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I-D’s About Baptism

My apologies to the good people of Arkansas, but I live and preach in Tennessee, so I can't risk using my home state in this goofy little story! An Arkansas State Trooper pulled over a pick-up truck on 1-40 near the Ozark Mountains. He walked up to the driver and said, "Excuse me, sir, "got any ID?" With a confused look on his face the driver said to the Trooper, "Bout what?" (That may leave a confused look on some faces!) I repeat, my apologies to the good people of the great and beautiful state of Arkansas! Some people seem to have no "I-D" when it comes to New Testament teaching on the subject of baptism. Or at least no scriptural idea. In Hebrews 6:2, a New Testament writer spoke of the "doctrine of baptism? along with other teachings he describes as elementary and foundational (vs 1). The phrase "doctrine of baptism? is an unusual one in the New Testament. Kevin Youngblood points out that the "author uses the plural of the term baptismos, a very rare form that occurs only two other times in the New Testament (Mark 7:4; Hebrews 9:10) and both refer to levitical purity rites. The word for Christian baptism is almost always baptisma in the singular" ("What Are the Elementary Doctrines, and Why should We Leave Them?" by Kevin Joe Youngblood, 2006 Freed Haredeman Lectureship Book, p 336). Youngblood thinks the teaching the author referred to as elementary is the teaching his readers received in the beginning of their Christian lives concerning the difference between the "baptisms" or ritual washings required of Israelites in the Old Testament and Christian baptism in the New Testament. Likely, he says, the readers were taught that the ritual washings of Old Testament purity laws were fulfilled in the cleansing of Jesus' blood in the act of baptism.

The New Testament speaks of at least 5 different baptisms:  (1) John's, Luke 7:29-30; (2) suffering, Mark 10:38-39; (3) Holy Sprit, Acts 1:4-5; (4) fire, Matthew 3:11-12;  (5) Great Commission, Matthew 28:19. While beyond the scope of this article to discuss them, this much we can confidently say: by the time the apostle Paul penned Ephesians 4:5 (A. D. 60-62?), he could write by the inspiration of the Holy Spirit of God, "there is one baptism." So, which one is it? Many people seem to have no "I-D." Pouring, sprinkling, immersion, in water, in the Holy Spirit, in order to be saved, because you are saved, for babies, for believers — multiple ideas and doctrines are out there. Which is right? If we let the Bible speak we learn it is a burial in water (Romans 6:3-4; Colossians 2:12; Acts 8:36-38; 10:47), for believers (not babies) who have repented, and its purpose is for forgiveness/salvation from past sins (Mark 16:16; Acts 2:38). It precedes newness of life and is the act by which we get into and put on Christ (Romans 6:3-4; Galatians 3:27). It is the act by which we express faith in the operation/working of God as He excises and removes our sins with a spiritual circumcision made without hands (Colossians 2:11-13)! As with every Bible doctrine, our ideas/thinking about the vital doctrine of baptism should conform to the will of God, not the will of the majority. Most of us have "I-D's about baptism. Can yours be found in the Bible?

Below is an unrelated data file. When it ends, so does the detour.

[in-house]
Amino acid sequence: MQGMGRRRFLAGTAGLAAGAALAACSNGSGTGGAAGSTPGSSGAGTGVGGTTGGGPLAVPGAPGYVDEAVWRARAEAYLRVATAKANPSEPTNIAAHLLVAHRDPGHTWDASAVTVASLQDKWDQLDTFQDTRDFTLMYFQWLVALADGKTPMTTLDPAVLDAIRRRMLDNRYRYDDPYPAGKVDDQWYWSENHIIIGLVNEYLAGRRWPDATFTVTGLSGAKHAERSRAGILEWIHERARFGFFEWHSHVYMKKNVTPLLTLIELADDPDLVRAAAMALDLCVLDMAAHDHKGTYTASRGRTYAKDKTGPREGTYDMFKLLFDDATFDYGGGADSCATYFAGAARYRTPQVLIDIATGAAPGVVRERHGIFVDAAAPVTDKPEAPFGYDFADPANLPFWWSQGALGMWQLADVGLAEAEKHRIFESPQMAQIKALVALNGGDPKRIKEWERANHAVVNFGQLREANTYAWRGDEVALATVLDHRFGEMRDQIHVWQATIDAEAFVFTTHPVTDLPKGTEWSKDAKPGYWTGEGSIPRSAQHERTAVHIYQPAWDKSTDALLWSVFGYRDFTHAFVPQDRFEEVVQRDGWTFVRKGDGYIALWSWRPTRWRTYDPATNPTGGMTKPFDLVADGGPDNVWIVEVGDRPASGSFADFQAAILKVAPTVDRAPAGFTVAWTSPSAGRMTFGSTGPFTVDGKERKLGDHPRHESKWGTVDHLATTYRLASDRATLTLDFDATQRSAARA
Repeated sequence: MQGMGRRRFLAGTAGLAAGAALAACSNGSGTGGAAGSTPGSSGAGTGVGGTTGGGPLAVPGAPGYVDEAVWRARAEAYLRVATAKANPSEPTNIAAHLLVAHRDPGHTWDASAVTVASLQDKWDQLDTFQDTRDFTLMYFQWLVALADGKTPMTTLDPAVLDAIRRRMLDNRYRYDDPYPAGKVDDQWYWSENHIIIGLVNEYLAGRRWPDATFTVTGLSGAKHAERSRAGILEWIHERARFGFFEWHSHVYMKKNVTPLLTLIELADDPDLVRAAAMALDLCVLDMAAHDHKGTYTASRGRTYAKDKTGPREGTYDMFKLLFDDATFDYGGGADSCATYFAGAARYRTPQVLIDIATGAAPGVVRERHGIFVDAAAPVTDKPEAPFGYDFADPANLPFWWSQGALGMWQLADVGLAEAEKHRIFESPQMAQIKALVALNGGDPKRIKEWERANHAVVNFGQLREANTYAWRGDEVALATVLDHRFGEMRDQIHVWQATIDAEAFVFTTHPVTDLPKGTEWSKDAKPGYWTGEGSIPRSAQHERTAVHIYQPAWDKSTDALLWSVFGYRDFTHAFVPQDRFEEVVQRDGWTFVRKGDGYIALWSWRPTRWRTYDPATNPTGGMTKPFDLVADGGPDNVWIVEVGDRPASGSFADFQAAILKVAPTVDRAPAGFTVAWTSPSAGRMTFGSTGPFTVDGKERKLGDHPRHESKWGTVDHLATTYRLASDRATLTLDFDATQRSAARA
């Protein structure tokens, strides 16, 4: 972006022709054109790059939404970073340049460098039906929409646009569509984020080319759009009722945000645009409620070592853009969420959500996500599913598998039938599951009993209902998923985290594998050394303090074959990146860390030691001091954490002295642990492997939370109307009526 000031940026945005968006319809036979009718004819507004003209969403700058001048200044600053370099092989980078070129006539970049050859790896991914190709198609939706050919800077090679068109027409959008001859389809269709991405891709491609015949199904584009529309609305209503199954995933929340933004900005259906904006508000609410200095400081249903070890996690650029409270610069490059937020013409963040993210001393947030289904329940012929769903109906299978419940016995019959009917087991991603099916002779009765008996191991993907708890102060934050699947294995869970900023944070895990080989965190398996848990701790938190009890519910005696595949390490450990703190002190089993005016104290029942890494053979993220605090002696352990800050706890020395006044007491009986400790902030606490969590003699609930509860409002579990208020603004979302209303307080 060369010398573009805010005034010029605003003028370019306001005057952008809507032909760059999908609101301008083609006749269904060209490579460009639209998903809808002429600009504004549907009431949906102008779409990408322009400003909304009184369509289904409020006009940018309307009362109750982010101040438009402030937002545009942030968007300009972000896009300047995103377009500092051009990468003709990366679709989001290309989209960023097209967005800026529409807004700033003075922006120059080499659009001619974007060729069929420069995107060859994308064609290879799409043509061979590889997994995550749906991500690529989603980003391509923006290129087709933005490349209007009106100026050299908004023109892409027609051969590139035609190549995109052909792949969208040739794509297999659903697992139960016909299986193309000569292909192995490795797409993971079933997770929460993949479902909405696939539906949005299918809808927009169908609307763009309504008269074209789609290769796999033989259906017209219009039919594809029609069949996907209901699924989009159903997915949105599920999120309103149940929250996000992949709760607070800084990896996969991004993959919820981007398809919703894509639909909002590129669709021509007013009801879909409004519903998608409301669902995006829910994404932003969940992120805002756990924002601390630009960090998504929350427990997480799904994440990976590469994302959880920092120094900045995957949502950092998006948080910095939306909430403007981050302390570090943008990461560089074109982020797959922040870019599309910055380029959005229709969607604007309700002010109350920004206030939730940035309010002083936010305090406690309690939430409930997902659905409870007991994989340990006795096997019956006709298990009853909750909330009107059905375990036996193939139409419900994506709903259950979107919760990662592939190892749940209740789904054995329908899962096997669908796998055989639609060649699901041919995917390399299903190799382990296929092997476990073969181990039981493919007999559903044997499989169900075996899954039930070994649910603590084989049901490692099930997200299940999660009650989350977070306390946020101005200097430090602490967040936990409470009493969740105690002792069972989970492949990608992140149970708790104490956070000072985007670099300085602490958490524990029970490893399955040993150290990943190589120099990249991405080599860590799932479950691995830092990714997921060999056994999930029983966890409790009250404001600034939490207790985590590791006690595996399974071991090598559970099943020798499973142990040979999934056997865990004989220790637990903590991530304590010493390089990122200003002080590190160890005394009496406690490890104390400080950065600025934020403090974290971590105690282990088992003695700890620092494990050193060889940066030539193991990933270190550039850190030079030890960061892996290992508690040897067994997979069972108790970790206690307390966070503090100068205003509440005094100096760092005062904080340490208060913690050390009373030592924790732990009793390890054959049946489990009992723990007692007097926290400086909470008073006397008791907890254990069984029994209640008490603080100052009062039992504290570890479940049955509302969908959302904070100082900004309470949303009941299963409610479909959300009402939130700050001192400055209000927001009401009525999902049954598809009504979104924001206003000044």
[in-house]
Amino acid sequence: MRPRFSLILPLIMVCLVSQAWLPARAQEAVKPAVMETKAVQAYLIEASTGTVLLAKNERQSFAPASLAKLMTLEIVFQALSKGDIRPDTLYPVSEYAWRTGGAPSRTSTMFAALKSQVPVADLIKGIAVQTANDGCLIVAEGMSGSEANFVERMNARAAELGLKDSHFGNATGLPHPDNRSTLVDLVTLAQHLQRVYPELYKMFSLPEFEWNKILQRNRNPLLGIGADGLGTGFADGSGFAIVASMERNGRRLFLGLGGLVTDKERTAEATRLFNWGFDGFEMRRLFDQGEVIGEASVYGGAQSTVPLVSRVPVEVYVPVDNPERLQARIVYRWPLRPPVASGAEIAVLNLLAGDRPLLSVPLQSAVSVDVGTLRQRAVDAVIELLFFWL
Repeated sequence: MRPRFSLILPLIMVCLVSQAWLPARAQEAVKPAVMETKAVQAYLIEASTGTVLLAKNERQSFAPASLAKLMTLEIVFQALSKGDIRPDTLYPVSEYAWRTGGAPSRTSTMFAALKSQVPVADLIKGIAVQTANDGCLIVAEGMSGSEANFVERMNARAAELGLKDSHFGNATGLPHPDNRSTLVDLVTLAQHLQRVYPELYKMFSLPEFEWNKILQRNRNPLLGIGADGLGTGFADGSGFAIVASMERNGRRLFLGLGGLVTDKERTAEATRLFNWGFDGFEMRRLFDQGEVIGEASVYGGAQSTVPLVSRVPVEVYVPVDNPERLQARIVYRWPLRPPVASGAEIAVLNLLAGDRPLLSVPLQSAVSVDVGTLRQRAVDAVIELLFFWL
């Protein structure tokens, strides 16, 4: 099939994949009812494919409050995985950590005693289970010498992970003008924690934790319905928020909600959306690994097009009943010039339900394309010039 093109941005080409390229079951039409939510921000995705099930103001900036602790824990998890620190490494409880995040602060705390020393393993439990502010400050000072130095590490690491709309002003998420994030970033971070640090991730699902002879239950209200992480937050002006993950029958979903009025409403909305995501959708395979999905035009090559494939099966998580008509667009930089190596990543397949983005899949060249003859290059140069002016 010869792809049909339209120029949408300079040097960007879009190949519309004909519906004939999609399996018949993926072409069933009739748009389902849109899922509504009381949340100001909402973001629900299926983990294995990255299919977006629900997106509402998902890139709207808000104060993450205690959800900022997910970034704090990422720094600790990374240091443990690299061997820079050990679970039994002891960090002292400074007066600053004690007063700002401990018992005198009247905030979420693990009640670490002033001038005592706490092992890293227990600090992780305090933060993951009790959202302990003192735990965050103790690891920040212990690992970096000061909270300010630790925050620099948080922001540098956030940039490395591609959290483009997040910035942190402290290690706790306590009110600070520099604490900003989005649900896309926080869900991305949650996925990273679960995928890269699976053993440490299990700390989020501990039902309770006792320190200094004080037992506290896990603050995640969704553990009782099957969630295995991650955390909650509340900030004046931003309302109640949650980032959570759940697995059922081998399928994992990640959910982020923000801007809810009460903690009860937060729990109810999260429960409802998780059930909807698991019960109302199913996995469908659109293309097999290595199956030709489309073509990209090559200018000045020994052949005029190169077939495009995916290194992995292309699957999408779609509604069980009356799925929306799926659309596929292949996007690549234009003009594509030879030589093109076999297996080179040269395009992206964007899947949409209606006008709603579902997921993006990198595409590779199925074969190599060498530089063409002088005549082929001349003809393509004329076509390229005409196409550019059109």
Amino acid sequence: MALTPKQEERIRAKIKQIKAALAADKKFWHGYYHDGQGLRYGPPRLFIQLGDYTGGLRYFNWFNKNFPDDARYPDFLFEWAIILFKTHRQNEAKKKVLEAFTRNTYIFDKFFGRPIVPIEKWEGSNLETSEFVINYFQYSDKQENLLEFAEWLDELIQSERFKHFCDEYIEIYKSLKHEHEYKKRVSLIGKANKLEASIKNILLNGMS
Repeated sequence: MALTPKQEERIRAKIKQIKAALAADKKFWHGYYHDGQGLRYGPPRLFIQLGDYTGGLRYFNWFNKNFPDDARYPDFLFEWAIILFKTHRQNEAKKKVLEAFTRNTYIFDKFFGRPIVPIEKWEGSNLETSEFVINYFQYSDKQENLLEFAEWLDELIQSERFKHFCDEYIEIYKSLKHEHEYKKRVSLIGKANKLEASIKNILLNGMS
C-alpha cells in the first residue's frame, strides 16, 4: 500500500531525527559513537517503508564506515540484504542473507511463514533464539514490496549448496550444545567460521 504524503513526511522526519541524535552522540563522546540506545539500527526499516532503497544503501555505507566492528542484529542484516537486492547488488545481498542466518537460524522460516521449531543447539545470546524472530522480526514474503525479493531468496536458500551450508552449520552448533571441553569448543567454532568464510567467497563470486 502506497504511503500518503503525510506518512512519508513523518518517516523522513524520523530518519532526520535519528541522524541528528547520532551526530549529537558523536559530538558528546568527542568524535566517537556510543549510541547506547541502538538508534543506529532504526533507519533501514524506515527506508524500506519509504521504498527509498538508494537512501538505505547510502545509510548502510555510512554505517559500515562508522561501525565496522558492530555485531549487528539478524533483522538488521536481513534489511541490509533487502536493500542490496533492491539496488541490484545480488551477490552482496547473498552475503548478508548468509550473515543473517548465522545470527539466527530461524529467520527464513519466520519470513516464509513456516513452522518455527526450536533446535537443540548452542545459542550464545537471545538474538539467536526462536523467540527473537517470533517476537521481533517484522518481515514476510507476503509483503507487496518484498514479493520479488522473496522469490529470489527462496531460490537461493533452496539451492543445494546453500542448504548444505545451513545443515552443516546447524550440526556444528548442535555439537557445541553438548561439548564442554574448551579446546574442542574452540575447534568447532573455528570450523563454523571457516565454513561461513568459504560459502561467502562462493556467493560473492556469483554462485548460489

Dan Gulley
Smithville church of Christ